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Socio-economic exclusion as a hindrance of economic development. A comparative study for European countries

Author

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  • Ewa Lechman

    () (Gdansk University of Technology, Gdansk, Poland)

Abstract

In the paper we run an exhaustive study of the magnitude socio-economic exclusion which affects large parts of societies in European countries. Social and economic exclusion – alternatively called as deprivation – are widely recognized as symptoms of human poverty. This implies obstacles in gaining full and free access to education, professional health care, finance, or i.e. labor market, resulting in substantial lack of skills, capabilities and functionings (see Sen 1986). All these disable effective usage and allocation of resources, which constitutes a significant hindrance for economic development of countries. The aim of the analysis is to identify the magnitude of socio-economic deprivation (human poverty) and confront if with the economic development level (approximated by gross domestic product per capita) and dynamics in European countries. For quantitative assessment of the socio-economic deprivation level we apply a bundle of arbitrary chosen indicator derived from EUROSTAT databases. The sample covers European Union economies – with special focus on Baltic Sea region countries, and the time span for the analysis is 2004-2011.

Suggested Citation

  • Ewa Lechman, 2013. "Socio-economic exclusion as a hindrance of economic development. A comparative study for European countries," GUT FME Working Paper Series A 9, Faculty of Management and Economics, Gdansk University of Technology.
  • Handle: RePEc:gdk:wpaper:9
    as

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    File URL: ftp://ftp.zie.pg.gda.pl/RePEc/gdk/wpaper/WP_GUTFME_A_9_Lechman.pdf
    File Function: First version, 2013
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    References listed on IDEAS

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    1. Walter Bossert & Conchita D'Ambrosio & Vito Peragine, 2007. "Deprivation and Social Exclusion," Economica, London School of Economics and Political Science, vol. 74(296), pages 777-803, November.
    2. Easterlin, Richard A., 1995. "Will raising the incomes of all increase the happiness of all?," Journal of Economic Behavior & Organization, Elsevier, vol. 27(1), pages 35-47, June.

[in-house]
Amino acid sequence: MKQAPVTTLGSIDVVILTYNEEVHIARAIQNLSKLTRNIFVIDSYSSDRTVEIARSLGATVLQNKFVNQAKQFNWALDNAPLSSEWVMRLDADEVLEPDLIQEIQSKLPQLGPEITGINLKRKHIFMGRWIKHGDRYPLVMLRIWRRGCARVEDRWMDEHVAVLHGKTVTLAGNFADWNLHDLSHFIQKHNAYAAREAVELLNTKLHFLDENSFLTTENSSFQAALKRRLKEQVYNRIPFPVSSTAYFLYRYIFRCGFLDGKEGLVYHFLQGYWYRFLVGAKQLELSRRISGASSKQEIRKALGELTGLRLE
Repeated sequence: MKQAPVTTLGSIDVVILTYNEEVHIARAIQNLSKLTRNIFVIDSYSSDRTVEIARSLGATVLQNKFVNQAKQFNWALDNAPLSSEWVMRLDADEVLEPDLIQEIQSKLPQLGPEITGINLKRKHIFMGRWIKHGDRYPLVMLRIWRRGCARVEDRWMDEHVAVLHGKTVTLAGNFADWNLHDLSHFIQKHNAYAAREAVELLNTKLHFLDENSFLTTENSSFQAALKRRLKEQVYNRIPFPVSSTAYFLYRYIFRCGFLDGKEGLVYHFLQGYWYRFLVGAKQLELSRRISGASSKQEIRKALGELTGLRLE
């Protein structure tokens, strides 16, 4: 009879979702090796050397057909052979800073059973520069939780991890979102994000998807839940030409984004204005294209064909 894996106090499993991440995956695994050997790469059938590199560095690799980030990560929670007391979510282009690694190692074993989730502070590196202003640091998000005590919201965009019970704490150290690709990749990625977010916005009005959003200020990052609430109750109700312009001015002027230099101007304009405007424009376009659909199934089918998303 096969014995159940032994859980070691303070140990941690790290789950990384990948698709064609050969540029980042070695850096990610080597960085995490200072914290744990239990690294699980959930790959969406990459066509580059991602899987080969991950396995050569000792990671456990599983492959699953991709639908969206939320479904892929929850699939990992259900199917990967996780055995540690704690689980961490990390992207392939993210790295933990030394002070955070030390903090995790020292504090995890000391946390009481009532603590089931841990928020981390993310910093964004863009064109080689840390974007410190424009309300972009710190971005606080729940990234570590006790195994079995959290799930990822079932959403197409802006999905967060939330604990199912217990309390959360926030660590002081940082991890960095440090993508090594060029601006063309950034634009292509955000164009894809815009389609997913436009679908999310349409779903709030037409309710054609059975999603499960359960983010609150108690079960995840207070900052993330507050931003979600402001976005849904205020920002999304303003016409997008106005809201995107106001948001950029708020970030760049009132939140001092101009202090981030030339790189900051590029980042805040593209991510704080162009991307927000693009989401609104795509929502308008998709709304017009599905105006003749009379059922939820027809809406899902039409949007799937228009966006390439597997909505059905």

3. Dasgupta, Partha, 1990. "Well-Being and the Extent of Its Realisation in Poor Countries," Economic Journal, Royal Economic Society, vol. 100(400), pages 1-32, Supplemen.
    4. A. Atkinson, 2003. "Multidimensional Deprivation: Contrasting Social Welfare and Counting Approaches," The Journal of Economic Inequality, Springer;Society for the Study of Economic Inequality, vol. 1(1), pages 51-65, April.
    5. Luna Bellani & Conchita D’Ambrosio, 2011. "Deprivation, Social Exclusion and Subjective Well-Being," Social Indicators Research: An International and Interdisciplinary Journal for Quality-of-Life Measurement, Springer, vol. 104(1), pages 67-86, October.
    6. Joseph Chan & Ho-Pong To & Elaine Chan, 2006. "Reconsidering Social Cohesion: Developing a Definition and Analytical Framework for Empirical Research," Social Indicators Research: An International and Interdisciplinary Journal for Quality-of-Life Measurement, Springer, vol. 75(2), pages 273-302, January.
    7. Sen, Amartya K, 1976. "Poverty: An Ordinal Approach to Measurement," Econometrica, Econometric Society, vol. 44(2), pages 219-231, March.
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    Cited by:

    1. Luann Good Gingrich & Naomi Lightman, 2015. "The Empirical Measurement of a Theoretical Concept: Tracing Social Exclusion among Racial Minority and Migrant Groups in Canada," Social Inclusion, Cogitatio Press, vol. 3(4), pages 98-111.

    More about this item

    Keywords

    social exclusion; economic exclusion; deprivation; poverty; economic development;

    JEL classification:

    • O11 - Economic Development, Innovation, Technological Change, and Growth - - Economic Development - - - Macroeconomic Analyses of Economic Development
    • I0 - Health, Education, and Welfare - - General
    • I32 - Health, Education, and Welfare - - Welfare, Well-Being, and Poverty - - - Measurement and Analysis of Poverty

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